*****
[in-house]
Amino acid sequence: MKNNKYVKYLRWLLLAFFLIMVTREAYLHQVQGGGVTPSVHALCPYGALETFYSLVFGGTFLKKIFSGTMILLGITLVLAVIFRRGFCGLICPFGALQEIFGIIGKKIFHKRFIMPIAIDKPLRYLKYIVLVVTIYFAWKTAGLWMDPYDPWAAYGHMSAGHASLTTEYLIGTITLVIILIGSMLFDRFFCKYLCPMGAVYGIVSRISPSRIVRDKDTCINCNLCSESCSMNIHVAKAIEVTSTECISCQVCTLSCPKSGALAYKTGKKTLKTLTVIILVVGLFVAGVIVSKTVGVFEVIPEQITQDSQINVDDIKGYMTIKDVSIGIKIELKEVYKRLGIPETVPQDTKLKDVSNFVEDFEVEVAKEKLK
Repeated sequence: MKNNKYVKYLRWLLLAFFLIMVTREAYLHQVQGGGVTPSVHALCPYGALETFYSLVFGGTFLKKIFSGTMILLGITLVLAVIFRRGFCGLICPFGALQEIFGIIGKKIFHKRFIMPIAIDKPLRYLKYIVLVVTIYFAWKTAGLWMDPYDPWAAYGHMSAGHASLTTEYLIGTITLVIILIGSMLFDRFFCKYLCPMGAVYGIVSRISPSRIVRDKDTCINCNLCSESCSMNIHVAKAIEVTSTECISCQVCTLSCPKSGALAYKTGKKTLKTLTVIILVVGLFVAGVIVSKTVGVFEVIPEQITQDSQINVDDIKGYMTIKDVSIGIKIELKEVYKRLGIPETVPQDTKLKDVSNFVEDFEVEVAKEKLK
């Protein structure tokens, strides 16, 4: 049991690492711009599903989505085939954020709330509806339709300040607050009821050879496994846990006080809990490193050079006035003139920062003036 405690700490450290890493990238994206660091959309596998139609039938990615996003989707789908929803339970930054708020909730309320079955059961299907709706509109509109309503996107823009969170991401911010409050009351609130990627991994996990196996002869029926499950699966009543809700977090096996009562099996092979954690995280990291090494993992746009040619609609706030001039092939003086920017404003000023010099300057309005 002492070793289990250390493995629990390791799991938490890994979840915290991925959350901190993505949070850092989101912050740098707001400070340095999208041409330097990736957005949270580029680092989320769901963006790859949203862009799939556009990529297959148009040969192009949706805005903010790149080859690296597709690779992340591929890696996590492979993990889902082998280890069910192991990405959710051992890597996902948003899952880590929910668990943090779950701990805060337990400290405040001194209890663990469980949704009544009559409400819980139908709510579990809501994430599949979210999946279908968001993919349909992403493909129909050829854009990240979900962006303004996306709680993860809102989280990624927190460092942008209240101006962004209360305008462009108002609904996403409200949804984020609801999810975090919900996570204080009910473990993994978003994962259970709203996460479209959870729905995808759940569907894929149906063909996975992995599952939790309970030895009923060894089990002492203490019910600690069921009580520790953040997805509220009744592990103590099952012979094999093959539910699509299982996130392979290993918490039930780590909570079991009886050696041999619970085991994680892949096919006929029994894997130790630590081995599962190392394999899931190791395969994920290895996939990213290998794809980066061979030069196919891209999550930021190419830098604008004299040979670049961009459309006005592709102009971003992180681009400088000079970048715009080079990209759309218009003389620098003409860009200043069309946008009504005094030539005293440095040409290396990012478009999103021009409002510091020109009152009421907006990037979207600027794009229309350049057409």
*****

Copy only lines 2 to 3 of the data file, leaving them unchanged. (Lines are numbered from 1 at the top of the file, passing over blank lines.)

Amino acid sequence: MKNNKYVKYLRWLLLAFFLIMVTREAYLHQVQGGGVTPSVHALCPYGALETFYSLVFGGTFLKKIFSGTMILLGITLVLAVIFRRGFCGLICPFGALQEIFGIIGKKIFHKRFIMPIAIDKPLRYLKYIVLVVTIYFAWKTAGLWMDPYDPWAAYGHMSAGHASLTTEYLIGTITLVIILIGSMLFDRFFCKYLCPMGAVYGIVSRISPSRIVRDKDTCINCNLCSESCSMNIHVAKAIEVTSTECISCQVCTLSCPKSGALAYKTGKKTLKTLTVIILVVGLFVAGVIVSKTVGVFEVIPEQITQDSQINVDDIKGYMTIKDVSIGIKIELKEVYKRLGIPETVPQDTKLKDVSNFVEDFEVEVAKEKLK
Repeated sequence: MKNNKYVKYLRWLLLAFFLIMVTREAYLHQVQGGGVTPSVHALCPYGALETFYSLVFGGTFLKKIFSGTMILLGITLVLAVIFRRGFCGLICPFGALQEIFGIIGKKIFHKRFIMPIAIDKPLRYLKYIVLVVTIYFAWKTAGLWMDPYDPWAAYGHMSAGHASLTTEYLIGTITLVIILIGSMLFDRFFCKYLCPMGAVYGIVSRISPSRIVRDKDTCINCNLCSESCSMNIHVAKAIEVTSTECISCQVCTLSCPKSGALAYKTGKKTLKTLTVIILVVGLFVAGVIVSKTVGVFEVIPEQITQDSQINVDDIKGYMTIKDVSIGIKIELKEVYKRLGIPETVPQDTKLKDVSNFVEDFEVEVAKEKLK